• As dancers, we put our bodies through a lot of stress, so it’s important to get enough sleep. Your body needs to replenish and recharge itself. When I get enough sleep, my body and mind are rested and are more able to learn new information.
  • Don’t hide under bulky dance clothes. It’s important for you and your teachers to see what’s going on underneath them. Once your body is warm, ditch the warm-ups and stop covering up.
  • Learn what you’re good at and work to make that even better. Don’t stop when you’ve reached the same level as everyone else. If my feet aren’t good enough, if I’m not flexible enough or if I’m too short, I know that I’d better make up for it with something else!

Desmond Richardson

  • Stay hydrated. I like Zico coconut water. It replaces your lost electrolytes quicker than regular water and has more potassium than a bunch of bananas!
  • Eat well. Make sure you’re eating enough proteins and lean meats and not eating too much sugar. When my body is at its best, I’m at my best.

Keltie Colleen

  • Watch other dancers. Instead of staring at yourself in the mirror, take a look around. See what things your peers are doing and copy what you love. You don’t just learn from your teachers—you learn from your classmates, too.

Joey Dowling

  • Learn how to follow directions. You can get a job just by listening to a director in an audition and simply doing what he or she asks you to do.
  • Be realistic about what you look like, how you eat and how much you exercise. If you want to get into a ballet company, the reality is that you need the right body type. As you grow up, your body will go through changes and you may not even notice. Put in the work to stay in shape. You don’t want to get cut at auditions because of your body.
  • Be different!

Gillian Murphy

  • Be intellectually curious. Read, go to museums and attend live performances as often as you can. These experiences will expand your imagination and thereby your artistic taste and dimension as an individual and dancer.

Heather Morris

  • Figure out what makes you happy when you’re performing. Then keep doing it.
  • Perform—whether it’s singing, acting or dancing—as much as you possibly can, wherever you can, so you can get over your nerves. You don’t want to be shocked or nervous when you’re called upon to perform.

Ida Saki

  • Try cross-training. As dancers it often feels like we have no time to do anything extra, but participating in different activities has done wonders for my dancing.
  • It’s OK to step down a level in order to go back to basics. If you notice you’re not turning out your leg all the way, don’t be afraid to lower it in order to strengthen your turnout.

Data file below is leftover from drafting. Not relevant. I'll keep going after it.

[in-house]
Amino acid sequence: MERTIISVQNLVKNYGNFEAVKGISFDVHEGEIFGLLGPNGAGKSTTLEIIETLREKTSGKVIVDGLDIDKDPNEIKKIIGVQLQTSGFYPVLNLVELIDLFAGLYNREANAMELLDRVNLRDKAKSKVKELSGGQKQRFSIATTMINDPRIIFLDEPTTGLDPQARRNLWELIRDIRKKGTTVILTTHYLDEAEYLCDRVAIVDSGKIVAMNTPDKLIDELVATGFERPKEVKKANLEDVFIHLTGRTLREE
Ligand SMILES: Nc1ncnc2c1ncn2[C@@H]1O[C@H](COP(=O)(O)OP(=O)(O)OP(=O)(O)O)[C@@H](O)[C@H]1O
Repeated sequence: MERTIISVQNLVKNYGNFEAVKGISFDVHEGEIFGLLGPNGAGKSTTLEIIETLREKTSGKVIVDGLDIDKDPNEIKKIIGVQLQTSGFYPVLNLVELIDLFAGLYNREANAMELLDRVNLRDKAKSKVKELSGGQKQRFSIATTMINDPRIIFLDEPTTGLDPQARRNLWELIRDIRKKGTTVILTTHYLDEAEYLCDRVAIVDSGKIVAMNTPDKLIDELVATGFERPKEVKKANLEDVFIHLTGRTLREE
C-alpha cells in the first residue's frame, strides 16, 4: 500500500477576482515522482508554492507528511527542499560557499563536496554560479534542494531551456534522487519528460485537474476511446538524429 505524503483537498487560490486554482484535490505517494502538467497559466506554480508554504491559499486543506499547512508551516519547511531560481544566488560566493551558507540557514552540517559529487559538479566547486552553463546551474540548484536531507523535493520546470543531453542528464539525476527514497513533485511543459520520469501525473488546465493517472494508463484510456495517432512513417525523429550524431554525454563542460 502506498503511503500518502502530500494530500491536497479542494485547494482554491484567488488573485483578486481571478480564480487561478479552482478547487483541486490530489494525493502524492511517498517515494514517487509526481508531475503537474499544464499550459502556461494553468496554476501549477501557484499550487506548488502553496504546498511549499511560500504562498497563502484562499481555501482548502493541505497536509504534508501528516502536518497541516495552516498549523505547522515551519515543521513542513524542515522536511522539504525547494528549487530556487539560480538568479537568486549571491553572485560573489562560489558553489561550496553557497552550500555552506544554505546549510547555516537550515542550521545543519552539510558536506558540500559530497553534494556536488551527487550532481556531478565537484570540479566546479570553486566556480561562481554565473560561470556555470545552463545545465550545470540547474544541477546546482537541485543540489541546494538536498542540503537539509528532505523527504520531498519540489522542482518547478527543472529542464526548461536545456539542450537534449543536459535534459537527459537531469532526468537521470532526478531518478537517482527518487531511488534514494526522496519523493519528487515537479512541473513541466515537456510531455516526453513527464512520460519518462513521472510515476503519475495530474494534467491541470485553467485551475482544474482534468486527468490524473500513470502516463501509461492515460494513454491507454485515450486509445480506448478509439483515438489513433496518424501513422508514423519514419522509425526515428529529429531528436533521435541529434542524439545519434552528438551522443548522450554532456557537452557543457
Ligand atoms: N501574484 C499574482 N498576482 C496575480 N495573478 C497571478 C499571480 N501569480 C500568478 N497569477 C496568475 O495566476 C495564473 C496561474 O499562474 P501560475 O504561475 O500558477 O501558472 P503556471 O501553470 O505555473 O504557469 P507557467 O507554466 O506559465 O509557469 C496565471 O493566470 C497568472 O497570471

• Create scenarios in your mind as you’re dancing. What are you moving through? Pudding? Water? Sand? What are you surrounded by? Thinking these things through will give your dancing more depth.

John Jasperse

  • Respect your body’s pain. I see young dancers who feel like they have to push through their pain. Don’t mistreat your body—this career requires longevity. In a funny way, injury is your best teacher because it’s your body’s way of telling you something is wrong. Pay attention to your injury instead of getting angry about it. Learn what you’re doing wrong to your body so that you can prevent it in the future.

Tiler Peck

  • Strengthen your core muscles so you’re able to engage your legs for fast footwork while keeping your upper body free and lyrical.
  • You don’t want your pointe shoes to be louder than the music. I bang the bottom of my shoes before every show so when I jump, the shoe is softer and doesn’t make as much noise.
  • Find certain moments in the choreography to flourish in. You can’t dance a ballet at the same energy level throughout the whole piece or you’ll get tired. Find moments that you can put all your energy into to highlight the steps.

Chelsie Hightower

  • Keep nutrition bars in your dance bag. Lärabars are my favorite.
  • Be a good person. Choreographers may hire people based on their talent, but they re-hire them because of the type of person they are. There are thousands of talented dancers out there—it’s who you are that makes you stand out.

Jeanine Mason

  • Introduce new types of exercise to your routine. Yoga and Pilates have helped correct injuries and alignment issues I’ve had with my body.
  • Be ambidextrous. If you’re only exercising one side of your body, your muscles will build unevenly.
  • Make your own trail mix. Raisins and almonds are great sources of energy. I also include M&Ms!

Brenda Bufalino

  • Put your whole self into practicing. Work on the rudiments of technique, but don’t practice mechanically.
  • Learn a variety of time steps. It will help you choreograph and compose in different time signatures and improve your improvisation.

Andy Blankenbuehler